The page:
Bank Robber Wants $1 and Health Care

Bank robbery
Bank robbery

If you've ever watched a movie or TV show featuring a bank heist, you know the basic elements: There's the criminal planning for a big score that will set him up for life. There's the perfect plan, usually involving a tunnel into the vault and a hostage situation, or the quieter option of a demand note. And there's always a getaway vehicle. From this point on, it's a battle of chance and heroism.

Will the bank robber get what he wants, or will the good guys step in and foil the plan?

James Richard Verone concocted a plot that may have, in its individual elements, seemed like a bust. The Gaston, N.C., man went into the bank with a simple demand note. He wasn't really all that bad of a guy, and his greed was entirely insufficient for a profiler to ever peg him as a criminal mastermind; in fact, he had tried to make ends meet after he got laid off from his job as a Coca-Cola deliveryman by working part time in a convenience store. On the morning of the crime, he showered and ironed his shirt. And for once, the bank robber's interests and those of the good guys were aligned.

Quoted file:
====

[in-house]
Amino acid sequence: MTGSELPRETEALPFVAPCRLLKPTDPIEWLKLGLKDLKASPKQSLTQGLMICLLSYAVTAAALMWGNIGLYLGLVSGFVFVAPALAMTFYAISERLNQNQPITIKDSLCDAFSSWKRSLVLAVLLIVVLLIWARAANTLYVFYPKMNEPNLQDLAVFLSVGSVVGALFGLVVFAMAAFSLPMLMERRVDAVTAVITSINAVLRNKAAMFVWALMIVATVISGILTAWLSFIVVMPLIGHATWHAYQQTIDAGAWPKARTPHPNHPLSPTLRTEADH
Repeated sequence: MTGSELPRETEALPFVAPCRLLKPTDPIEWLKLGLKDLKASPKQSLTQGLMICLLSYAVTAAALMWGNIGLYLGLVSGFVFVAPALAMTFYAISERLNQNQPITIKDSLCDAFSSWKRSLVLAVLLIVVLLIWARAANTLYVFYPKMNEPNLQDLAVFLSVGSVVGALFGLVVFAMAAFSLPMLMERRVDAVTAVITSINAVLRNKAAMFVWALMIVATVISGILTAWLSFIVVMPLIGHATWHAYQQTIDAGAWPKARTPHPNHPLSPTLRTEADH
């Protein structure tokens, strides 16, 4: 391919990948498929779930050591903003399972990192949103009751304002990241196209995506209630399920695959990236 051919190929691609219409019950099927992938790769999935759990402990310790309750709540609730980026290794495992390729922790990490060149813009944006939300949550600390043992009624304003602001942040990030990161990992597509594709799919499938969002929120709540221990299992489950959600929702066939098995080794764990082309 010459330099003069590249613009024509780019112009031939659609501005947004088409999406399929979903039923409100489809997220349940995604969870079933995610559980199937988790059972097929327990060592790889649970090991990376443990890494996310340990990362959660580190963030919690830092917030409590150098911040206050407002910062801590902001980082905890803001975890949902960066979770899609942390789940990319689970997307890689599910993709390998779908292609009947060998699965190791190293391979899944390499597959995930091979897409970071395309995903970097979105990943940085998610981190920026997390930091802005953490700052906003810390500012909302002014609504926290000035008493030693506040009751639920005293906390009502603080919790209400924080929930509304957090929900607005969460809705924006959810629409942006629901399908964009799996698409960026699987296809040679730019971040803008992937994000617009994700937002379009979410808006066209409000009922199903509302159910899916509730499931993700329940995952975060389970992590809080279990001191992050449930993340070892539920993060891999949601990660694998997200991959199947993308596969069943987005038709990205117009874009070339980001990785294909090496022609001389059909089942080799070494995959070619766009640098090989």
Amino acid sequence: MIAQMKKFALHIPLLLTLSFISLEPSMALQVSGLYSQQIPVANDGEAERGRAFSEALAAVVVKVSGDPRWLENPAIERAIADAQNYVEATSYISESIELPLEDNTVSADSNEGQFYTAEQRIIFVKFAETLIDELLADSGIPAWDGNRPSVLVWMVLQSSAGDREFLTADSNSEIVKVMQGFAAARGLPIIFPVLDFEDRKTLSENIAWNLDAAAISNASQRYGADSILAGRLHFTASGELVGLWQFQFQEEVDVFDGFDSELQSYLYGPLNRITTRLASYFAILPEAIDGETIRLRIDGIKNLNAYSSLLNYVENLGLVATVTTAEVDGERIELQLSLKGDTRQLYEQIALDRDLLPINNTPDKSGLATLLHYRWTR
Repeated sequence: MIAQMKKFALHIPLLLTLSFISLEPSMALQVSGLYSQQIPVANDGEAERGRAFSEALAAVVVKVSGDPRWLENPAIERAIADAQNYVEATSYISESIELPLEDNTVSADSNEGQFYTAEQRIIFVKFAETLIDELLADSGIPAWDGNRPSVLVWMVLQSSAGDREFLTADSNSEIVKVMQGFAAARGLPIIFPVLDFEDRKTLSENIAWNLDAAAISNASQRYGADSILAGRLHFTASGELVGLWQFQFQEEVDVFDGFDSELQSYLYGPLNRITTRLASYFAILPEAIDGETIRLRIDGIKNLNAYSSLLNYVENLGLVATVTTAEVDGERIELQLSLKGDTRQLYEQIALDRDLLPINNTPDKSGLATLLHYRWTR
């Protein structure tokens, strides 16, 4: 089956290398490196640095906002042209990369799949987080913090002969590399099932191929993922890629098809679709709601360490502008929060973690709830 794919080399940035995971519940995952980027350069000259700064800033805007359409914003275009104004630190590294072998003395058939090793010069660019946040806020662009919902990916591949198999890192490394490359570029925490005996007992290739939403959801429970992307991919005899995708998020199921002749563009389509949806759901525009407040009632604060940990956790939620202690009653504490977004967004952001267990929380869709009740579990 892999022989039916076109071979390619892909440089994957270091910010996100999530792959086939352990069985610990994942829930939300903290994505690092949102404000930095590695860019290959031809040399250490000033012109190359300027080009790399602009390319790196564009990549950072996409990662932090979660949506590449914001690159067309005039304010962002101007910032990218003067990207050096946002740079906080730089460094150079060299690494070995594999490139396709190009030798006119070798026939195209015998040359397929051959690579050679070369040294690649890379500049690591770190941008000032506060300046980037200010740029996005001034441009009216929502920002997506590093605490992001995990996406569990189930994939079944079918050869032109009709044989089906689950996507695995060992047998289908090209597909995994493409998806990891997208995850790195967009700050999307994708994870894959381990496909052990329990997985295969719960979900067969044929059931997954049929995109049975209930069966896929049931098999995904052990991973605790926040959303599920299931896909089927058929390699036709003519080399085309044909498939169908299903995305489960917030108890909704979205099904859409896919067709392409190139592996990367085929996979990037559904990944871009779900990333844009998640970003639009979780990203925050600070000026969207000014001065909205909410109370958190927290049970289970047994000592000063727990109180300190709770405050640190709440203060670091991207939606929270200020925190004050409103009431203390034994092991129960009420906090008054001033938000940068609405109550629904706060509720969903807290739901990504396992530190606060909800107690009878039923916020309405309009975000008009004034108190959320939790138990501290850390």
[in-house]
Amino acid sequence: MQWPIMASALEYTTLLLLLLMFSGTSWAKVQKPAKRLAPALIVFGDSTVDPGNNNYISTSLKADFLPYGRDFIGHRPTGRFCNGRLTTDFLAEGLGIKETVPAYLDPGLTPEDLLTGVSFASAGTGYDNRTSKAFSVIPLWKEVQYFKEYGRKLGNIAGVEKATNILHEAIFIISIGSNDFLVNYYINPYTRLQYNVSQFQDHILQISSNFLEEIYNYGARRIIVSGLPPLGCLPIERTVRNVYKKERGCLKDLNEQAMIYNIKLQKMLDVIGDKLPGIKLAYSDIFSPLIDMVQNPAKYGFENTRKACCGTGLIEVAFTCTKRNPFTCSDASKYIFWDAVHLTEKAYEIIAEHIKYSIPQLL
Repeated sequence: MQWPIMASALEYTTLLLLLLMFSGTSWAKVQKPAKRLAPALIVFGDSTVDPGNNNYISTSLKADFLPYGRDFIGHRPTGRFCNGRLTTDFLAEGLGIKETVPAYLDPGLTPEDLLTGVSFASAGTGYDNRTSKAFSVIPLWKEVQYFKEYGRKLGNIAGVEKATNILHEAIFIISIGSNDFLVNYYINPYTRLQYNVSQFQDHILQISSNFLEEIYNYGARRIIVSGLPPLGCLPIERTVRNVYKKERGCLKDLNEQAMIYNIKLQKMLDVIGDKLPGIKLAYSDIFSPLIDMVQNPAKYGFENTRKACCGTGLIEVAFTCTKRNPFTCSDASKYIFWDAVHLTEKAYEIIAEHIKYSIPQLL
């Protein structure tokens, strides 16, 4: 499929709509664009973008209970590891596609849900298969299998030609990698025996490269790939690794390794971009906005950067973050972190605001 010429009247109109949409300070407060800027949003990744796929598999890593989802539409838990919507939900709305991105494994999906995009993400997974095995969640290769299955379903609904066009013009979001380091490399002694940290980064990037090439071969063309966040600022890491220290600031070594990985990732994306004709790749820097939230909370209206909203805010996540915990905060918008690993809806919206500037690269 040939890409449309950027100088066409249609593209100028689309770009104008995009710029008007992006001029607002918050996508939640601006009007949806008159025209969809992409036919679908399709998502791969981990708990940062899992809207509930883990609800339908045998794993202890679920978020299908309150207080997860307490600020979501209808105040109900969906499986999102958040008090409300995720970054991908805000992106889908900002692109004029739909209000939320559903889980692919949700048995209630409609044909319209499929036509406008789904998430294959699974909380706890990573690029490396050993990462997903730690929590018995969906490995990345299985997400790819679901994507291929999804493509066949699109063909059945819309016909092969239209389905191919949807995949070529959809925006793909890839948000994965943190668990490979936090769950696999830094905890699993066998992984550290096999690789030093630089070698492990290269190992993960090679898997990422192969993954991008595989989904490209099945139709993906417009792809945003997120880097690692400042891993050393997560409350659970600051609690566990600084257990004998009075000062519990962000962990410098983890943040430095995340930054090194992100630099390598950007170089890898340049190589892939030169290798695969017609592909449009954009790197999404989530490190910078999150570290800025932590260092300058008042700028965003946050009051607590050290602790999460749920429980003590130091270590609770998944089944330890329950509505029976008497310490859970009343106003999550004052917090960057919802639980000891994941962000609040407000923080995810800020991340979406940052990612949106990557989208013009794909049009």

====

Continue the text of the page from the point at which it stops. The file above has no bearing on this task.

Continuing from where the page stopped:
Here's the thing: His getaway vehicle was a cop car, and his sunny retirement locale was in fact the Gaston County Jail and the medical care he desperately needed. His demand note asked for $1 and medical attention; he told the teller he'd wait for the police in one of those comfy chairs where other customers wait to apply for a bank loan or to open a new account.